A woman's right to choose to have an abortion is under attack yet again, with the new Republicans in congress trying to push through their conservative agenda. Planned Parenthood has been targeted with an ACORN-like sneak attack, prompting yet more criticism and planned bills in congress to reduce funding...even though ONE IN FOUR AMERICANS HAVE USED PLANNED PARENTHOOD. It provides a wonderful service for people who cannot afford birth control, allowing both women and men to control their reproductive lives and also make better choices about when they choose to bring a child into the world.
When I was 16, a friend of mine told me she was having sex with her boyfriend. I, an innocent virgin myself, asked if she was using birth control, and no, she wasn't. She didn't think she'd get pregnant, even though her own mother had her when she was 16 and unmarried. Of course, she got pregnant. (I've seen this cycle repeat itself in many families.) She got an abortion, went off to college, got married, and went on to have two children...at the right time. Who knows how her life--and that of her child--would have turned out if she hadn't had the abortion?
I also support late-term abortions, because I believe they are a necessary option in some cases. I believe that every child should be born into a loving family who is ready to nurture and cherish the child. For a child to be neglected, abused, and unloved is the worst plight he or she can suffer--yes, even worse than abortion.
Some might find this ironic given the fact that I had a 24-weeker, a gestation in which some fetuses are aborted (in rare instances). Depending on the hospital and the doctor, a mother can choose not to resuscitate a child of that gestation or earlier. When premature babies suffer from debilitating brain bleeds, the parents often have to make a devastating decision of whether to continue life support. (We almost had to face this decision ourselves.)
The preemie blogs and discussions are constantly aflame with debates about medical ethics. The famous premature baby parent advocate, Helen Harrison, author of The Premature Baby Book, says that she would never consent to rescusitation for her own baby if he/she were born under 26 weeks. (Her own son was born 3 months early and has major disabilities.) Some parents have been refused the right to decide whether to continue life support in severely ill premature infants. Others have decided not to rescusitate at birth, or if they are at risk for another preemie, make that decision at sometime in the pregnancy. Still others are furious at the thought that others would not choose to rescusitate, and feel that those parents do not value their children's lives.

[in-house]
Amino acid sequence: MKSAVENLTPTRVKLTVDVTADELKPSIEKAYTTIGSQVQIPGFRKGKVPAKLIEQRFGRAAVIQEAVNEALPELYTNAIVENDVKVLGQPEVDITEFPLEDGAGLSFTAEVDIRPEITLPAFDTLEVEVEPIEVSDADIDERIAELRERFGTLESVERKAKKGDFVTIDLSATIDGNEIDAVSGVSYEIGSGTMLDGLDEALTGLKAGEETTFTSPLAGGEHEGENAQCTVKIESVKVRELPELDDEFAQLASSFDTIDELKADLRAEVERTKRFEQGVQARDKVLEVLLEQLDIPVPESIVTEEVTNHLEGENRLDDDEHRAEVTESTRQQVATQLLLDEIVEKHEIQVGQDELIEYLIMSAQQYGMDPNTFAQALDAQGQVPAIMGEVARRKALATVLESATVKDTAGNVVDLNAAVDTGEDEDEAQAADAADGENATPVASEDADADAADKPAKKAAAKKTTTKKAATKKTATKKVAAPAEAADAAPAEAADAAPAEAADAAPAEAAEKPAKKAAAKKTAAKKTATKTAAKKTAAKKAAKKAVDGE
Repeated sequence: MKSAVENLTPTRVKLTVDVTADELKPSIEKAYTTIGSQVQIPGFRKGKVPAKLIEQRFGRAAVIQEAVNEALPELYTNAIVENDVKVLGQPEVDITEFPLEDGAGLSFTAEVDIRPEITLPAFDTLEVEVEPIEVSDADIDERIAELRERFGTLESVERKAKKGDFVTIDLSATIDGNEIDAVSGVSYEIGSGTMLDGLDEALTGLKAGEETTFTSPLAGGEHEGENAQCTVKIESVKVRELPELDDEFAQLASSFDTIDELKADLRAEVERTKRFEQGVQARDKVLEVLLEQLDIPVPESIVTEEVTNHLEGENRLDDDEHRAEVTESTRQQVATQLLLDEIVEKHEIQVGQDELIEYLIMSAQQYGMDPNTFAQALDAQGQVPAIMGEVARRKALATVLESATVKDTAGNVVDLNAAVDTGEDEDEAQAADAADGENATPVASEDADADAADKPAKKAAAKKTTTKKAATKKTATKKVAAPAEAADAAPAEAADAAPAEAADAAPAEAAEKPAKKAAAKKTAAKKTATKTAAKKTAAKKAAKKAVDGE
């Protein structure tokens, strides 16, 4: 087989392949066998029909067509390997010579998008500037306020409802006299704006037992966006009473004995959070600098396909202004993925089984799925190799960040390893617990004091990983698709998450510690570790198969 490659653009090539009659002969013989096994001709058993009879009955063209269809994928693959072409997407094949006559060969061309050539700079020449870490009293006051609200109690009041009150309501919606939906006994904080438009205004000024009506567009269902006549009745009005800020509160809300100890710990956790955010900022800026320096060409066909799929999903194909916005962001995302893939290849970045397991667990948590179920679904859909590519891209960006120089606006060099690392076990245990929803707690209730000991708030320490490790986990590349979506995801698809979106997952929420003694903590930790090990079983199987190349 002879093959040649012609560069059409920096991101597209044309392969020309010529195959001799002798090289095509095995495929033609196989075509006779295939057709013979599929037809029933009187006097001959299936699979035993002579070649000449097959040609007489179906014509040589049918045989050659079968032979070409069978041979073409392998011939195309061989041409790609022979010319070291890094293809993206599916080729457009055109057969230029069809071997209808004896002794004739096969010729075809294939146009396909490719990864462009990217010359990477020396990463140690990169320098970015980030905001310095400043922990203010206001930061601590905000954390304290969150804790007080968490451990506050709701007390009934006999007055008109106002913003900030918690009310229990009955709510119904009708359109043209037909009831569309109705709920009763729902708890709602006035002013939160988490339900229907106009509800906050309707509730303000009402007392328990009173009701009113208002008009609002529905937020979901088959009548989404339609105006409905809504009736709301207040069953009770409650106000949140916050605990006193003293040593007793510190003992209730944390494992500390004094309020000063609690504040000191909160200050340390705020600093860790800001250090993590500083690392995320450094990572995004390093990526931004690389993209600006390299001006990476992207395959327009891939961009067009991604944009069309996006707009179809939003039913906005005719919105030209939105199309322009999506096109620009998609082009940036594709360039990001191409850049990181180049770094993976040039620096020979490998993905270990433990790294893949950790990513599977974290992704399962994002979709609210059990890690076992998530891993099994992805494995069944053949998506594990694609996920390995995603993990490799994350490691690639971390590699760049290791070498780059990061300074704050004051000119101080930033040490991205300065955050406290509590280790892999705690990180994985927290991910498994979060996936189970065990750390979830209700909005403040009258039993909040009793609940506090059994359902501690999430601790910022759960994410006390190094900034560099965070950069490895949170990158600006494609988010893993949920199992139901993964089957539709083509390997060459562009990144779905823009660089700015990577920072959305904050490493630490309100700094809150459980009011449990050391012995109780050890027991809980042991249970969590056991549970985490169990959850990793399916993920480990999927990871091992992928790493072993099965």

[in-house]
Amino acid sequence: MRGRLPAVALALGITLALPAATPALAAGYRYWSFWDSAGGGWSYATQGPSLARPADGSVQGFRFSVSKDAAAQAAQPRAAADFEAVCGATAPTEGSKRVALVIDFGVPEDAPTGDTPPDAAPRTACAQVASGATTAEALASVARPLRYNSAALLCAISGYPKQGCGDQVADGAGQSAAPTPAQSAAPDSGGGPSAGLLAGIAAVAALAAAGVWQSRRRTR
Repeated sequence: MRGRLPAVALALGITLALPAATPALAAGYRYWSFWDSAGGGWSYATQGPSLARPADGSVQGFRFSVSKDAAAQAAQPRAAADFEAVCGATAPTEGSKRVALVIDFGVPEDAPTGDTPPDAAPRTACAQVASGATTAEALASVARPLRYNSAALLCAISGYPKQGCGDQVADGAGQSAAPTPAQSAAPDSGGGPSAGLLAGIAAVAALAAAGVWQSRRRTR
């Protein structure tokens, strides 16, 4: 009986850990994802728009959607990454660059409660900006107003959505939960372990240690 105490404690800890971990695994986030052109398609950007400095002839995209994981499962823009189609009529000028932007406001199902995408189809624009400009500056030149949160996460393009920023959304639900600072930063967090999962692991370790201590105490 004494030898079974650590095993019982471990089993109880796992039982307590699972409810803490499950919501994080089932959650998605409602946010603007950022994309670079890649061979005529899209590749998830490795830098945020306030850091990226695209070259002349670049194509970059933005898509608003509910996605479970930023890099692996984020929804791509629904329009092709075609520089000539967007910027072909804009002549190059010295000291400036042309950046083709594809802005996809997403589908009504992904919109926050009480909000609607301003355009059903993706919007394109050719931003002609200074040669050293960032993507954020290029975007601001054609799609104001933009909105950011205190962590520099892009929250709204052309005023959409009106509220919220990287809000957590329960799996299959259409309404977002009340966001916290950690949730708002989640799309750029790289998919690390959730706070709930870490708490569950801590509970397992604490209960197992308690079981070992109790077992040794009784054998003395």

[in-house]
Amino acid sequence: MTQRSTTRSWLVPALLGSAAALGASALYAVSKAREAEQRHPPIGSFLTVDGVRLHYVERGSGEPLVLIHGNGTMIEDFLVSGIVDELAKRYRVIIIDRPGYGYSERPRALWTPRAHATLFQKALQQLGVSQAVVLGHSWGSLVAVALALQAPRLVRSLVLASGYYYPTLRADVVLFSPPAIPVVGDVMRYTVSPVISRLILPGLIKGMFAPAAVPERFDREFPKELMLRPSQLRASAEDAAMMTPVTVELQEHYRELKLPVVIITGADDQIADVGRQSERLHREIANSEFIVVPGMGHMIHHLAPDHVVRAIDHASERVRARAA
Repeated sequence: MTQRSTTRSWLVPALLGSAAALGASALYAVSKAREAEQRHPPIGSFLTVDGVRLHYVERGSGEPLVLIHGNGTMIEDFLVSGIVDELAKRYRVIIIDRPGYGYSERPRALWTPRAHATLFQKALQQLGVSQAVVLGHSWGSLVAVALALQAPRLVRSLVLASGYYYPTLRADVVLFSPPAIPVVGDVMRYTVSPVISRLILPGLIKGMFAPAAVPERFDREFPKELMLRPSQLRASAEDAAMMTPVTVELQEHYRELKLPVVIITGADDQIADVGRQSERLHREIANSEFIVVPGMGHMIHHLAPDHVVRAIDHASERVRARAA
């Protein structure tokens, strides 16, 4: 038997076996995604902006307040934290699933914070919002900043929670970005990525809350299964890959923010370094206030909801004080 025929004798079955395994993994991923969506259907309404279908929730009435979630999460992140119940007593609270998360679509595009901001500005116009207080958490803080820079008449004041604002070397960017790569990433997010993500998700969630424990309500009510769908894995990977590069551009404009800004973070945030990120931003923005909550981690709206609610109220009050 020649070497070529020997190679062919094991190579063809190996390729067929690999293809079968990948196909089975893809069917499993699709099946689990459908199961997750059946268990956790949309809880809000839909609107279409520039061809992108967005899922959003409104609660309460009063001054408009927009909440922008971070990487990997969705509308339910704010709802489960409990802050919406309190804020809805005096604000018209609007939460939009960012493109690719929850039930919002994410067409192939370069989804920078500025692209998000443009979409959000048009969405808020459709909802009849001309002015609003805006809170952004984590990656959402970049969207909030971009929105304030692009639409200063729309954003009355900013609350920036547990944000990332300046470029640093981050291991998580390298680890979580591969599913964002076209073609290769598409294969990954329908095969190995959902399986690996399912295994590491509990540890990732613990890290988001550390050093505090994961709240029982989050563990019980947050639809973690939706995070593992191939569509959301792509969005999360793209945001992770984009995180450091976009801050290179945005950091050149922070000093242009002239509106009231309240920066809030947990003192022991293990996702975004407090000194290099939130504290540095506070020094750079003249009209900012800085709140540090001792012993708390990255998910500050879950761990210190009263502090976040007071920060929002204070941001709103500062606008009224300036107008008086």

For me, again, it's all about choice. Parents should be well informed about the risks of prematurity. (We were not informed about those risks until after Chris was rescuscitated, which was probably a good thing for us, but was not entirely fair. We had NO idea what we were in for.) What about those parents who are not well equipped to care for an extremely disabled child, either financially or emotionally? They should know what could happen. On the other hand, I also believe parents have a right to have their child rescusitated if there is a reasonable chance at life. I found a Facebook petition urging for a law in the UK to allow babies as young as 21 weeks to be rescusitated. That, in my mind, is too young. But seeing the emotional devastation some friends went through when they lost a baby at that age, I can certainly understand the desire to do so.
I had a conversation with a recently certified nurse-midwife a few years ago, who intimated that as a society, spending millions of dollars to keep premature babies alive is not the best choice. She hinted that she was not supportive of the decision to rescusitate at very early gestations (even at 24 weeks). When Chris was younger, these comments would have made me very angry, as if she were devaluing the life of my son. It did irk me, but I was able to let it pass by eventually...because I've developed a lot of perspective over the years.
I am sad to think that another parent would not have chosen to have my 24-weeker rescusitated. I know he's an unusual success, given his extremely rough NICU course. He just got his report card today--nearly all As. He's doing great, and I can't imagine life without him. But it so easily could have gone the other way.
I am also one of those pro-choice advocates who, when I had an unplanned pregnancy myself at the age of 41, chose to have the baby...even though he was entirely unexpected and put me into an even higher-risk category than I already was. I also chose not to have an amnio, because I didn't want to have to be faced with a difficult choice. I would have embraced the child I had been given. Again, this is an underlining of the word choice. I support the right to an abortion, but I myself have never made that choice.
The bottom line to me is that it's all about choice, whether that is to have an abortion, have a baby, help the baby live, or help the baby die peacefully. As a Christian, I believe that allowing parents to have such choices contributes to greater stability in the family and more loving parents. That can't be a bad thing. I believe that this is choosing life.